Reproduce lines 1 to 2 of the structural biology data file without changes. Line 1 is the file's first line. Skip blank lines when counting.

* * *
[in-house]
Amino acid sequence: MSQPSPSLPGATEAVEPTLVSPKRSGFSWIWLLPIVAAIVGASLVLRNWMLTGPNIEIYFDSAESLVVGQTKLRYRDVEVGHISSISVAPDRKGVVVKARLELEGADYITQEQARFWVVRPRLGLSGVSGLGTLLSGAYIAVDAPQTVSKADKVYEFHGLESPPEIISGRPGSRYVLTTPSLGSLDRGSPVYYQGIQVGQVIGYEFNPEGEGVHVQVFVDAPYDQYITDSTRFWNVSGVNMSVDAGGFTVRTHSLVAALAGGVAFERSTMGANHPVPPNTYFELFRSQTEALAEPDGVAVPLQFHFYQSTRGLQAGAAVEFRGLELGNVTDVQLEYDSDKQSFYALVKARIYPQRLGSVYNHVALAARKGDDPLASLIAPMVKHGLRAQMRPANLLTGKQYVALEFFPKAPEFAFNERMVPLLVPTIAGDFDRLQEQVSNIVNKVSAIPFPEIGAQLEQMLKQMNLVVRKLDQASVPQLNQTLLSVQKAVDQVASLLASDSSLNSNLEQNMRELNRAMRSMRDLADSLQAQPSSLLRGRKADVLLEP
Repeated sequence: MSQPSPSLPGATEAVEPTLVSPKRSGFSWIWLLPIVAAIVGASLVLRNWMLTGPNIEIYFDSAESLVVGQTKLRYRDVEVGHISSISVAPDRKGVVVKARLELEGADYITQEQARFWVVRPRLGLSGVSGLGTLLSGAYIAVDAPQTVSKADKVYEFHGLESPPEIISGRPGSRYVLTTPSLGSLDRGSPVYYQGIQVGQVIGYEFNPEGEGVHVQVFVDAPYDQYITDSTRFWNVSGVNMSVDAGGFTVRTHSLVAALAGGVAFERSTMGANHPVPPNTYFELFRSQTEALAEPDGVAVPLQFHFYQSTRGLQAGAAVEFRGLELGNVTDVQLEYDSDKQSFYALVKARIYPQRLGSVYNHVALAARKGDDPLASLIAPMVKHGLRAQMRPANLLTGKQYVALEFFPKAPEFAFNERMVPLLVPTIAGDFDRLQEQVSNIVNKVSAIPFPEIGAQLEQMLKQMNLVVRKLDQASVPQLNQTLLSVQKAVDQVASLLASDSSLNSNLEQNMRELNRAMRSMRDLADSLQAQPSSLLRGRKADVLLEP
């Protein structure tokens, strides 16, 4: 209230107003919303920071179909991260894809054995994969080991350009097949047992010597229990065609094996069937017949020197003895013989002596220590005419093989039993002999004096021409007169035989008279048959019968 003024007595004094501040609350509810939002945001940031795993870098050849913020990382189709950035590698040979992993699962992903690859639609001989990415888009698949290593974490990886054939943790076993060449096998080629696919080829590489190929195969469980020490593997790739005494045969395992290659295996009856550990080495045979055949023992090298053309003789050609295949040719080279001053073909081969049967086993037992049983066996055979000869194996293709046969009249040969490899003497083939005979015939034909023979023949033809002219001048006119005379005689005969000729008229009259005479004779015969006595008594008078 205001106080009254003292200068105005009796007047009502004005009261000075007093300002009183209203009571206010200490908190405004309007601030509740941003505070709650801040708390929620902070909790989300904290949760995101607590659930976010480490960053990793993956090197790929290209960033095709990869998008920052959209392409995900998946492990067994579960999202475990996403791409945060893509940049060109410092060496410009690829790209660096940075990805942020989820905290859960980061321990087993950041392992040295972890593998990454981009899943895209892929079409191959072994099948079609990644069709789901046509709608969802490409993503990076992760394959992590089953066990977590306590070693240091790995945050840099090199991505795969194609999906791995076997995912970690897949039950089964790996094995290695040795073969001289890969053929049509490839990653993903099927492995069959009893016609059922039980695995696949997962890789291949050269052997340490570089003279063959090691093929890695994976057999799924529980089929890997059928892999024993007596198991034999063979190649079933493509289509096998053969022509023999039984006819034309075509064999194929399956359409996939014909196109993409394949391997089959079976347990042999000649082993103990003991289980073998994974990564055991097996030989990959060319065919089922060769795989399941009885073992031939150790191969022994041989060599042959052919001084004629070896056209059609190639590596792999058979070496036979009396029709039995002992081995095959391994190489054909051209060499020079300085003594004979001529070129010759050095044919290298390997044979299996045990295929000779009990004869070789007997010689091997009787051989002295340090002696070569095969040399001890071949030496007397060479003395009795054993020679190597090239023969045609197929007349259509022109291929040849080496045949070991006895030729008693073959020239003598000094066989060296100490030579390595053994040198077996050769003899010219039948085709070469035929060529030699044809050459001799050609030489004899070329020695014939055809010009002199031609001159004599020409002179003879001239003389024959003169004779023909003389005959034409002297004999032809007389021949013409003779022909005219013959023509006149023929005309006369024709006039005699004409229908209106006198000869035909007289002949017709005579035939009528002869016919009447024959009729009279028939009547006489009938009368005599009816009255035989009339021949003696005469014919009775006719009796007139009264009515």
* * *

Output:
[in-house]
Amino acid sequence: MSQPSPSLPGATEAVEPTLVSPKRSGFSWIWLLPIVAAIVGASLVLRNWMLTGPNIEIYFDSAESLVVGQTKLRYRDVEVGHISSISVAPDRKGVVVKARLELEGADYITQEQARFWVVRPRLGLSGVSGLGTLLSGAYIAVDAPQTVSKADKVYEFHGLESPPEIISGRPGSRYVLTTPSLGSLDRGSPVYYQGIQVGQVIGYEFNPEGEGVHVQVFVDAPYDQYITDSTRFWNVSGVNMSVDAGGFTVRTHSLVAALAGGVAFERSTMGANHPVPPNTYFELFRSQTEALAEPDGVAVPLQFHFYQSTRGLQAGAAVEFRGLELGNVTDVQLEYDSDKQSFYALVKARIYPQRLGSVYNHVALAARKGDDPLASLIAPMVKHGLRAQMRPANLLTGKQYVALEFFPKAPEFAFNERMVPLLVPTIAGDFDRLQEQVSNIVNKVSAIPFPEIGAQLEQMLKQMNLVVRKLDQASVPQLNQTLLSVQKAVDQVASLLASDSSLNSNLEQNMRELNRAMRSMRDLADSLQAQPSSLLRGRKADVLLEP